In any other circumstance, I might say, “well, at least we can look forward to beating Bournemouth”. At the rate things are going, both over there as well as here, I’m not so sure. We’re in a right mess. I’ve gone from regretfully wishing Arsène would retire to aggressively insisting that he be pushed out. There. I’ve said it.

Can Arsenal rise above the Scouser curse?

A sloppy win over Leicester inspired us. It was, after all, a feisty turnaround as well as a convenient mirror-image to last season’s opener, was it not? However, to have followed it with a stinker at Stoke did put a damper on things even if we gloss it over by convincing ourselves that things would have been different had Alexis been available. Would it have been, though? Doesn’t matter–unless the FA has established a hypothetical Prem League for us to vie for. At any rate, we’re off to a shaky start, and a trip to Anfield will do little to soothe jangled nerves.

Of course, Liverpool are not without their own worries. The summer-long saga surrounding Coutinho continues unabated, with the remorseless eating machine that is Barca looking to feed yet again. The uncertainty around his future might look and feel familiar to us, but I assume I’m not alone when I suggest that I’m short on sympathy.

However, as things are currently shaping up, we’re more likely to fight with the likes of Liverpool for a top-four finish than we are to keep pace with Chelsea or Man City. With that in mind, and with our road-woes already rearing their ugly heads, it’s essential that we go into Anfied with much more urgency and final product than we brought to Stoke. There, we were wasteful and overly generous, making Butland look both lucky and world class by turns. Against a squad that looked allergic if not inept in attack, we gifted them the only goal they’d need.

Against Liverpool, we can’t count on such allergies and ineptitudes. Coutinho or not, Liverpool have more than enough to worry a defense that hasn’t yet looked as strong as it did in last season’s run-in. Sadio Mané offers more than enough nightmares on his own. Trying to slow if not stop him will be a tall task, and how well Bellerín handles him may determine the outcome. On the other hand, Liverpool have not looked all that stalwart despite earning a clean sheet (against Crystal Palace), for what that’s worth. There’s not a name in the backline that worries me. Then again, the name “Škrtel” used to worry me. Klopp has selection woes, and Mignolet no longer commands or controls his area as he once did. Whoever Klopp does send out, it is essential that we attack as we did against Leicester in the last twenty minutes or so. We looked like we wanted to win. Badly. That hunger just wasn’t there against Stoke. Heck, if you can’t get motivated to defeat a rival with whom you share a heated history, well, what’s wrong with you?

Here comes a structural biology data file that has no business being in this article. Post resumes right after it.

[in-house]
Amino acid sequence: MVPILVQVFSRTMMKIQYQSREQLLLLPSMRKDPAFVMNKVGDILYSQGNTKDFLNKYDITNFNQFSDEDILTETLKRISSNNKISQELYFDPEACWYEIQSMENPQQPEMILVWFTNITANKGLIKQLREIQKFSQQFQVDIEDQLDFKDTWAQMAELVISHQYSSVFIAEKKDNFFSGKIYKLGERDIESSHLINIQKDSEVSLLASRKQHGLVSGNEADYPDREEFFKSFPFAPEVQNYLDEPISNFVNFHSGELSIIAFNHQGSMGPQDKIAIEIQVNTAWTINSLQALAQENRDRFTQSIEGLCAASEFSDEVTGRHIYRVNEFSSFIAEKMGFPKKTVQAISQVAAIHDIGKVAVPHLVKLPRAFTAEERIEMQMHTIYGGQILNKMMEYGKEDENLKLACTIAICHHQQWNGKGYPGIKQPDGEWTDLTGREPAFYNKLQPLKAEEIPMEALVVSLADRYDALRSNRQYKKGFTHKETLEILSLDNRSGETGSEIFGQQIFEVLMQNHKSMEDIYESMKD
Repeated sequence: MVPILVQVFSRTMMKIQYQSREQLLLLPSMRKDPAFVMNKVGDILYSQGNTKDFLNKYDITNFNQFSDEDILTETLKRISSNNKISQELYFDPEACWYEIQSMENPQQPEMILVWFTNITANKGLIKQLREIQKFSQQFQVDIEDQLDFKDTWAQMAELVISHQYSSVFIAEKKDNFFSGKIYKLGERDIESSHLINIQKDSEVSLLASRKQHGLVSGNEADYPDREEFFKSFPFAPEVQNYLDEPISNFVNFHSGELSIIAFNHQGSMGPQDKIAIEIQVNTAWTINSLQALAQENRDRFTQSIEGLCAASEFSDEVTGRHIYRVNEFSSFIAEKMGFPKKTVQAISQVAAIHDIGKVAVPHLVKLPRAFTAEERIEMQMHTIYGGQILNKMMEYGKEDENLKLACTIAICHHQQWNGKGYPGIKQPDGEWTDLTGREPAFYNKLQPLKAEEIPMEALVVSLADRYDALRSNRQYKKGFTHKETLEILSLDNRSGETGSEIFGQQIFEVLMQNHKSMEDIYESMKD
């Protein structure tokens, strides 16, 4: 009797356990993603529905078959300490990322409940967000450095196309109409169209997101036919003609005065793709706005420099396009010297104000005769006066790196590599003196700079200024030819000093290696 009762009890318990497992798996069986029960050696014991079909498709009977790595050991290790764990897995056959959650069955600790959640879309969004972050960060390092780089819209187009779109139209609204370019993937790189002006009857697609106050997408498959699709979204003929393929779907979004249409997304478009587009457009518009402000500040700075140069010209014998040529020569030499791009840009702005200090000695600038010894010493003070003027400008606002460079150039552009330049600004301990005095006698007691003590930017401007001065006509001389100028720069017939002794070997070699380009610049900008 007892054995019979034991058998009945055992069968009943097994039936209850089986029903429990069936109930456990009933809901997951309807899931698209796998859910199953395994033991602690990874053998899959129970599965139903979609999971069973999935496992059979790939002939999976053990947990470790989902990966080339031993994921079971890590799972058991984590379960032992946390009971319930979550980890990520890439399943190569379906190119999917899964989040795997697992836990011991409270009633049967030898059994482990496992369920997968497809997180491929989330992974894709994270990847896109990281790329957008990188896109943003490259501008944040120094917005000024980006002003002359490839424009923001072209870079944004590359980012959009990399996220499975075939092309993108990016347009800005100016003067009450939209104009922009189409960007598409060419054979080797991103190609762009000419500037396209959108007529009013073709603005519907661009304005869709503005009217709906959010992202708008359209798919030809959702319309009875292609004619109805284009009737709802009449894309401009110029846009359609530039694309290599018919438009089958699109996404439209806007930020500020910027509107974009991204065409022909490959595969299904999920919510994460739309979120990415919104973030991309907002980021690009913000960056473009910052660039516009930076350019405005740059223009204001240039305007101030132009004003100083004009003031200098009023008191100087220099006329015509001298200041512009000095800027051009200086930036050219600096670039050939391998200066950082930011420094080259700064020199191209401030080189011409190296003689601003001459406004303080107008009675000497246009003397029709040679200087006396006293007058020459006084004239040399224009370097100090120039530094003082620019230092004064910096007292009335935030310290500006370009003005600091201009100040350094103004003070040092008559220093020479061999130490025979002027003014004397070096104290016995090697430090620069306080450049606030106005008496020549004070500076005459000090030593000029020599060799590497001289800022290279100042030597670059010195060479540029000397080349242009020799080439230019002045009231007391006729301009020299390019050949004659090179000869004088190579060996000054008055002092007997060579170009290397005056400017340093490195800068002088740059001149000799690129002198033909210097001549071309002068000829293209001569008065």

Two of our hungrier players, Koscielny and Alexis, have been deemed available, according to Arséne, and they should add not only passion but purpose to a squad that so lacking in either against Stoke. Should they be named, this will mark the first match in which we can field a full-strength XI. Looking past the two of them, however, I’m looking to Alex Oxlade-Chamberlain to finally and fully ignite. There have been endless rumours linking him with a move away to Chelsea and Liverpool, but don’t let that talk overshadow his play to date. Without having scored a single goal, he still might register as our best performer of the young season, leading the Prem in successful dribbles (15), and his passing, crossing, and decision-making are all markedly improved. Maybe he’s only auditioning for his next contract. So be it.

  • Liverpool 3-1 Arsenal (4 March 2017).
  • Arsenal 3-4 Liverpool (14 Aug 2016).
  • Liverpool 3-3 Arsenal (13 Jan 2016)
  • One or both sides have scored at least three goals in four of the last five matches.
  • Liverpool are undefeated in 26 of their last 28 home-matches in the Prem.
  • Arsenal have now won at Anfield since 
  • Cazorla is ruled out; Wilshere and Chambers are still doubtful.
  • Cêch; Monreal, Koscielny, Bellerín; Kolašinac, Ramsey, Xhaka, Oxlade-Chamberlain; Alexis, Özil; Lacazette.
  • This one has the makings of another topsy-turvy, back-and-forth. However, this time, Arsenal look to have the firepower to seize the day.
  • Liverpool 1-3 Arsenal.

Arsenal to sell Oxlade-Chamberlain to Chelsea…for £35m?